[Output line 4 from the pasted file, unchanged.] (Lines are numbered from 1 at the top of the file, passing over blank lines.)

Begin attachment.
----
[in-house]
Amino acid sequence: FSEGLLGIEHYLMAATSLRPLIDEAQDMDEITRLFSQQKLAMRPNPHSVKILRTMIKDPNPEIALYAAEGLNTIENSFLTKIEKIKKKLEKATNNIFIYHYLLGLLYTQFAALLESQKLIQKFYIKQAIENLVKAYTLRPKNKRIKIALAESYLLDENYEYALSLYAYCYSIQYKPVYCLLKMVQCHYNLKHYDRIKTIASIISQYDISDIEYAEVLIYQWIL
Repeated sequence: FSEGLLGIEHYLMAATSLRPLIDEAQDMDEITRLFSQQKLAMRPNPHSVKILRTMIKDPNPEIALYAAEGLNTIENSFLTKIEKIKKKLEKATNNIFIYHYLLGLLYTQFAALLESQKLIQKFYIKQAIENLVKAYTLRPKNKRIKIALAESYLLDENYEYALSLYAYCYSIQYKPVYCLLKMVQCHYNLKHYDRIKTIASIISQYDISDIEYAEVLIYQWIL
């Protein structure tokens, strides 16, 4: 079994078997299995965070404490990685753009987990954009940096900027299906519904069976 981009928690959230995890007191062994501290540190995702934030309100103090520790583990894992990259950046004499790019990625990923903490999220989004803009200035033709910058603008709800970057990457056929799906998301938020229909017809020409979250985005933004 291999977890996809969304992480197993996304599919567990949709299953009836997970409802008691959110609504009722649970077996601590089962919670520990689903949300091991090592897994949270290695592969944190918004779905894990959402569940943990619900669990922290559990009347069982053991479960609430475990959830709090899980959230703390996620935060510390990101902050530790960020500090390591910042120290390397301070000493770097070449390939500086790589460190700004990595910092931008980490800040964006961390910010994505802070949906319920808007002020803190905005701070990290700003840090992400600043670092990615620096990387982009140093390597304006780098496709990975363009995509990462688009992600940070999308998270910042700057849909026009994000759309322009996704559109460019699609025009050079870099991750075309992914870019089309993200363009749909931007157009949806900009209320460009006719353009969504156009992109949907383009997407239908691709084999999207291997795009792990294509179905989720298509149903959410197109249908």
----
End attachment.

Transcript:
């Protein structure tokens, strides 16, 4: 079994078997299995965070404490990685753009987990954009940096900027299906519904069976 981009928690959230995890007191062994501290540190995702934030309100103090520790583990894992990259950046004499790019990625990923903490999220989004803009200035033709910058603008709800970057990457056929799906998301938020229909017809020409979250985005933004 291999977890996809969304992480197993996304599919567990949709299953009836997970409802008691959110609504009722649970077996601590089962919670520990689903949300091991090592897994949270290695592969944190918004779905894990959402569940943990619900669990922290559990009347069982053991479960609430475990959830709090899980959230703390996620935060510390990101902050530790960020500090390591910042120290390397301070000493770097070449390939500086790589460190700004990595910092931008980490800040964006961390910010994505802070949906319920808007002020803190905005701070990290700003840090992400600043670092990615620096990387982009140093390597304006780098496709990975363009995509990462688009992600940070999308998270910042700057849909026009994000759309322009996704559109460019699609025009050079870099991750075309992914870019089309993200363009749909931007157009949806900009209320460009006719353009969504156009992109949907383009997407239908691709084999999207291997795009792990294509179905989720298509149903959410197109249908």